Eventually, you find yourself having a beer with the new guy who just arrived off the plane, telling you about his masters thesis, his commitment to being the new volunteer reporting assistant and his girlfriend back at home.

You find yourself giving him three months, tops.


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19 Comments leave one →
  1. August 7, 2011 10:12 pm

    Irony of this post is that since I wrote it I got married to another expat aidworker, only to find ourselves apart because of visa issues back in the country where we work/live. Only 10 days after the wedding day and back to sad phonecalls (don’t even bother with Skype).

    • August 7, 2011 10:28 pm

      give it 3 months…. ;)

    • Melissa permalink
      August 8, 2011 8:15 am

      see I was going to say that this was only true (the article) when the long-distance is with someone you left behind at “home”… NOT when it’s someone you meet overseas :)… or at least, as someone currently in a long-term relationship with someone met overseas (almost 2 years long distance at this point – with hopefully an end to the long-distance in sight!) I really hope it doesn’t apply to those relationships :-).

  2. The Rachel permalink
    August 8, 2011 5:52 pm

    I’m not broken up yet!!! HA. I’m going on 7 months long-distance with my boyfriend. We’re both fortunate to have strong internet connections, so we can waste hours upon hours playing games while video chatting on Facebook Video Chat Rounds (here you are, fellow glamorous EAWs, you’re welcome: http://apps.facebook.com/chatrounds/ ). It’s not very romantic, but I’ve had worse dates…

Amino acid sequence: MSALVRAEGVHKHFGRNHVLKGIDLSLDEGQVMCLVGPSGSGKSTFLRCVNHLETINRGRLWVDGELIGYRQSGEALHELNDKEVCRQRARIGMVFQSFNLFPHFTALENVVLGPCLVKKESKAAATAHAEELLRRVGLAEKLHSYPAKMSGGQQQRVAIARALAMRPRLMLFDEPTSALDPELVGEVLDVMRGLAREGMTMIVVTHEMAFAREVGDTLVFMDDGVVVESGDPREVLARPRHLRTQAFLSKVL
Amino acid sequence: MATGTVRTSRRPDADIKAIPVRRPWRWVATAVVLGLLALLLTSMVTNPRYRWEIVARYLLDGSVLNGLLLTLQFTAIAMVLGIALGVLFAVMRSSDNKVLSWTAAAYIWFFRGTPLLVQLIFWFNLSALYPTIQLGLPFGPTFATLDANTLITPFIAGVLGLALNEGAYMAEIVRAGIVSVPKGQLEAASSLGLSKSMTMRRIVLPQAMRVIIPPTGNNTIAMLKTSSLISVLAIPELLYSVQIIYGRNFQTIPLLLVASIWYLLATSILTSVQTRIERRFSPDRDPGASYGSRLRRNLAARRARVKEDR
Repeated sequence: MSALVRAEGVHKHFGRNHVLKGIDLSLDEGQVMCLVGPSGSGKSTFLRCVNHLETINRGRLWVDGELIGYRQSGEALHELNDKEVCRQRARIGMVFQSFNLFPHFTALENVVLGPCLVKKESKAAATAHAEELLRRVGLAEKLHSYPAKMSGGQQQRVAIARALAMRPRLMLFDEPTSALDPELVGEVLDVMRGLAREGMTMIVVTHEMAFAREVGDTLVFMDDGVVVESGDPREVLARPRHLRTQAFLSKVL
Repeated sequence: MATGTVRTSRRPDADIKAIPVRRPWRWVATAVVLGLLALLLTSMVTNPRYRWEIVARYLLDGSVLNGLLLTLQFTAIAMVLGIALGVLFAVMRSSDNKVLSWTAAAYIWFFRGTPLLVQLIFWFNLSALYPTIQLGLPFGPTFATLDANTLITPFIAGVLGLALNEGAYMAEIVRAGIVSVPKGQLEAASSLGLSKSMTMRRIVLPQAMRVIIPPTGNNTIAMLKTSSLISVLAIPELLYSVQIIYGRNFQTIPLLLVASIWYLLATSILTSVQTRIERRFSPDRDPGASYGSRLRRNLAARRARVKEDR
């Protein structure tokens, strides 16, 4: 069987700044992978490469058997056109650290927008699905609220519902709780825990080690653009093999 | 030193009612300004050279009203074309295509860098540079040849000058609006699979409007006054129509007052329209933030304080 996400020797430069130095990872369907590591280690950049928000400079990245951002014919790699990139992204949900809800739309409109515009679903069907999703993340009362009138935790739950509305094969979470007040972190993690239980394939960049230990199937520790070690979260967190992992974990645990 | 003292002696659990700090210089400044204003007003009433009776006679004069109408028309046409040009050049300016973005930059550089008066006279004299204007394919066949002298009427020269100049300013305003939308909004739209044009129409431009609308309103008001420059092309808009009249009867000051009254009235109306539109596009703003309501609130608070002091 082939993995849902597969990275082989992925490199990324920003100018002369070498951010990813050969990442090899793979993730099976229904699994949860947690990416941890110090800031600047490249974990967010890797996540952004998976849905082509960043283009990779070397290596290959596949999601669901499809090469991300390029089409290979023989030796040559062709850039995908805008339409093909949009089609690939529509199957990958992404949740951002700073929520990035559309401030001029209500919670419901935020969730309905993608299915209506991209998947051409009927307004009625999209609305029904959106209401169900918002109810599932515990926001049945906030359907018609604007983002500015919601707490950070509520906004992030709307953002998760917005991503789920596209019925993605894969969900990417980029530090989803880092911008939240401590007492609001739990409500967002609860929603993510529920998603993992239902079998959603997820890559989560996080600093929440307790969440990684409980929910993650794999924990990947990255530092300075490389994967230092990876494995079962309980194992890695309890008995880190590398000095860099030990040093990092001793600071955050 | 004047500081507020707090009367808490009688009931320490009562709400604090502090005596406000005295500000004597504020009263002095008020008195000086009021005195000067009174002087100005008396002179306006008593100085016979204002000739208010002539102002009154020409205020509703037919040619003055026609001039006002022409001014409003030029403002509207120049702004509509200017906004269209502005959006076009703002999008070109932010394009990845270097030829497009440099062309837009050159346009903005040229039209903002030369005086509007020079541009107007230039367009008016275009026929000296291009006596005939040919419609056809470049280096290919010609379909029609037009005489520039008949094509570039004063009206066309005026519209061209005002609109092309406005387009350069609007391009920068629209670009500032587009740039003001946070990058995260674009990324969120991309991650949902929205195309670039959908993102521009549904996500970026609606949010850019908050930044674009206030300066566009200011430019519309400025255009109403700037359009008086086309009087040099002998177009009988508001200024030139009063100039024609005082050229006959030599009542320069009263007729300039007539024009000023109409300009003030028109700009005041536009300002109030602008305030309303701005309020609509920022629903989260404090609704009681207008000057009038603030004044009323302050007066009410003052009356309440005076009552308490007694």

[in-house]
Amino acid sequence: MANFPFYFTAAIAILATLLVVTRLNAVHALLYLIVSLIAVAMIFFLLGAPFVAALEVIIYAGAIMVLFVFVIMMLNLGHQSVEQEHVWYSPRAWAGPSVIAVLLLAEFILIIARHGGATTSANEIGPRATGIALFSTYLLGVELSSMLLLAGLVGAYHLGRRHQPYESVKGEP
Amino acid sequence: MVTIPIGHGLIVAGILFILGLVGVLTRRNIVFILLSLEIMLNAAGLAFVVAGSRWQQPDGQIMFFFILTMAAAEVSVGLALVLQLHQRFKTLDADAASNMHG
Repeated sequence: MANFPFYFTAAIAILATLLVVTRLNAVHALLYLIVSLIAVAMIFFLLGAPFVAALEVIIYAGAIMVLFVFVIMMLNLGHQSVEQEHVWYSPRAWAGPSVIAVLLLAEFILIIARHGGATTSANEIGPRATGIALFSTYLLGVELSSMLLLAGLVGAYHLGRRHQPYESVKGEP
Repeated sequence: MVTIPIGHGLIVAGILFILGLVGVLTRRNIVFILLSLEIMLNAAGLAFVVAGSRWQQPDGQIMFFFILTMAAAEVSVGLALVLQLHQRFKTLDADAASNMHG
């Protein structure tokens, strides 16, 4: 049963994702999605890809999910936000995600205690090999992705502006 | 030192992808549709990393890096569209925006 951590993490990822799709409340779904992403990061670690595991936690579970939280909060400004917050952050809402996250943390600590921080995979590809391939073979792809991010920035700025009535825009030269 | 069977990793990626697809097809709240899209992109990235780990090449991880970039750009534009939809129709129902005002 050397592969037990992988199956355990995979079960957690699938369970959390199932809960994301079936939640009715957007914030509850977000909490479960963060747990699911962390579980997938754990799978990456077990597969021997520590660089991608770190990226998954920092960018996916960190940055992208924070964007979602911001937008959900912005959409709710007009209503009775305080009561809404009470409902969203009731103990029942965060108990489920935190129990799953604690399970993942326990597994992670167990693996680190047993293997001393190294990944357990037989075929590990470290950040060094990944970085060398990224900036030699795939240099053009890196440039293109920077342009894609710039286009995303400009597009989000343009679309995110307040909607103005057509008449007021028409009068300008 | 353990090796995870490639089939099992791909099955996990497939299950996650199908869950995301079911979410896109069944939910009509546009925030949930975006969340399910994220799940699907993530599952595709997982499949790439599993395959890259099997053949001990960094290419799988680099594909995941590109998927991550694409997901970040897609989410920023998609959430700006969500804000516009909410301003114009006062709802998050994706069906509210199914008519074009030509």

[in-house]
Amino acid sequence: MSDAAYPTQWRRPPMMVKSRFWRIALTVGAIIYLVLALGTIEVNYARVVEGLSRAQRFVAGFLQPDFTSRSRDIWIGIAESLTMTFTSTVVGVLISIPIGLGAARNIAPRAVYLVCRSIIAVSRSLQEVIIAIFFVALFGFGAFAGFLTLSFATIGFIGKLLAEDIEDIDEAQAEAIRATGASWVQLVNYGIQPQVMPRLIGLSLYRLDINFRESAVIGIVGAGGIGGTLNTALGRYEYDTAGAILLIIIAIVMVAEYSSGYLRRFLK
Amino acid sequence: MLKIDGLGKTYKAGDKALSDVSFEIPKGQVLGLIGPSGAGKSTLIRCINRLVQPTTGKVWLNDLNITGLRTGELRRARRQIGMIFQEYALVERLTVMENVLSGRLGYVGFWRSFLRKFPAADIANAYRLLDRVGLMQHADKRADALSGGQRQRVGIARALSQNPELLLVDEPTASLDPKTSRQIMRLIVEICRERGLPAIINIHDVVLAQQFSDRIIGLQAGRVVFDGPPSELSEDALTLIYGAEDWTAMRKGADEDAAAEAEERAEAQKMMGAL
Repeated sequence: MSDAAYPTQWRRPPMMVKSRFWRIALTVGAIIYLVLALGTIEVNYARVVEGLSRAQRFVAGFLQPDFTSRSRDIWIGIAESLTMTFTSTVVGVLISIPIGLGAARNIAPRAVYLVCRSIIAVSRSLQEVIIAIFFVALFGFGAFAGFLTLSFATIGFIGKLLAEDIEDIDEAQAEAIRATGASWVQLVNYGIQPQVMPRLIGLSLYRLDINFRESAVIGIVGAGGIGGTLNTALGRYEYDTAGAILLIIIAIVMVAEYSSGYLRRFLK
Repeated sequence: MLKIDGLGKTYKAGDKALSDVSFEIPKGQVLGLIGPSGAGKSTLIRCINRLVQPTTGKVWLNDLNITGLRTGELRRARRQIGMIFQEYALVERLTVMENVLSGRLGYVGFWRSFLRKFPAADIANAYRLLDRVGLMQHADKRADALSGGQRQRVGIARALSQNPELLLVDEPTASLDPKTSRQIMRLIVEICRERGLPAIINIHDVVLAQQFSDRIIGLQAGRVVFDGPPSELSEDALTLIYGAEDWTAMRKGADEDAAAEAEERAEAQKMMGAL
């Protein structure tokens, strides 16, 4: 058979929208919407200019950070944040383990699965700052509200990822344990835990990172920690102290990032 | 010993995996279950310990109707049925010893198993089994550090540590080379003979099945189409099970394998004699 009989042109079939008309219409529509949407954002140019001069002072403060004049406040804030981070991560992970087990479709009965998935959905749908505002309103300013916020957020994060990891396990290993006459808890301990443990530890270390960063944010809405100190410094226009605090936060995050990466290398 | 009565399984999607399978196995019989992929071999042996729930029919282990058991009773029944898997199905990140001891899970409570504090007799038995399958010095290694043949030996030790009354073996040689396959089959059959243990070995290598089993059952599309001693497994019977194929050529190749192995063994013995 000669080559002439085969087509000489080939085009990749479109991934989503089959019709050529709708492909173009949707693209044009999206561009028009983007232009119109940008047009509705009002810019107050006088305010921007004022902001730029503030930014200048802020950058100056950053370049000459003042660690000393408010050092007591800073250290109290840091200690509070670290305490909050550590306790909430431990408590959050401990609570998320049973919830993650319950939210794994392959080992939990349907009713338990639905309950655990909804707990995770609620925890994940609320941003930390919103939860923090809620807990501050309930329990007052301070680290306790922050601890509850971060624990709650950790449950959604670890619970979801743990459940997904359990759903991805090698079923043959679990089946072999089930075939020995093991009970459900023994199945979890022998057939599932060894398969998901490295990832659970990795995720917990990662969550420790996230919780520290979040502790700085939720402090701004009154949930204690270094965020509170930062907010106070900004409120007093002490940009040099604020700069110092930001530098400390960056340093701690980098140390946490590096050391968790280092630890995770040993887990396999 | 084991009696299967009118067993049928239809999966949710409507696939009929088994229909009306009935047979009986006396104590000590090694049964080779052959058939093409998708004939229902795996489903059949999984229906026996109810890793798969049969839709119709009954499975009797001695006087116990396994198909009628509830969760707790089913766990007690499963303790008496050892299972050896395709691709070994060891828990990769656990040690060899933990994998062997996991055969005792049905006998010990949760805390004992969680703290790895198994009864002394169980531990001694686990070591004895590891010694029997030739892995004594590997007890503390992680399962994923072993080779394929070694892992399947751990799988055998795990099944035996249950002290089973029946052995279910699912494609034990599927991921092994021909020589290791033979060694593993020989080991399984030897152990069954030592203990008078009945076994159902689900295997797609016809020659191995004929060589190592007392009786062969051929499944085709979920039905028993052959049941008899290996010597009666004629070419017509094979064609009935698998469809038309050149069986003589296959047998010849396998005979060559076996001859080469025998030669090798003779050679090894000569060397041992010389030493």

3. Keely permalink
    August 9, 2011 2:54 am

    Just did a year and a half of distance (Argentina to Haiti) with another EAW and we’re now blissfully happy together in working with Burmese refugees in Thailand. I agree that maybe EAW couples are exempt from this this “three months tops” rule- and I know some non-EAW couples who’ve made it too. There IS hope! True love is real!

    Love the bit about Skype: the robot/Cher voice is SO TRUE! We thought for a while that maybe the CIA was tracking us, especially after he was working in Indonesia, but now I realize the program is just terrible.

  4. August 10, 2011 8:08 am

    As a recently-ish separated all I have to say in response to this article is OW fing OW OW OW. OW. Have I mentioned OW?

  5. August 11, 2011 1:42 am

    In my experience, even more than long-distance relationships, EAWs like intentionally obscure relationship statuses. There’s nothing like sharing a house with someone for six months before discovering they secretly have a wife on assignment on another continent. I now just assume that every person I meet is married, until definitively proven otherwise.

  6. August 12, 2011 11:49 am

    I’m the white crow: 14 years for my own long distance relationship with/between EAW ! :)

    Yeah, I know.

    You say?

    Yea again.

    Shut up.

    • August 15, 2011 7:00 am

      ‘perhaps she’s not quite as pliable as the local woman who’s orienting you to local culture and helping you ease entirely into a new form of male-female hierarchy.’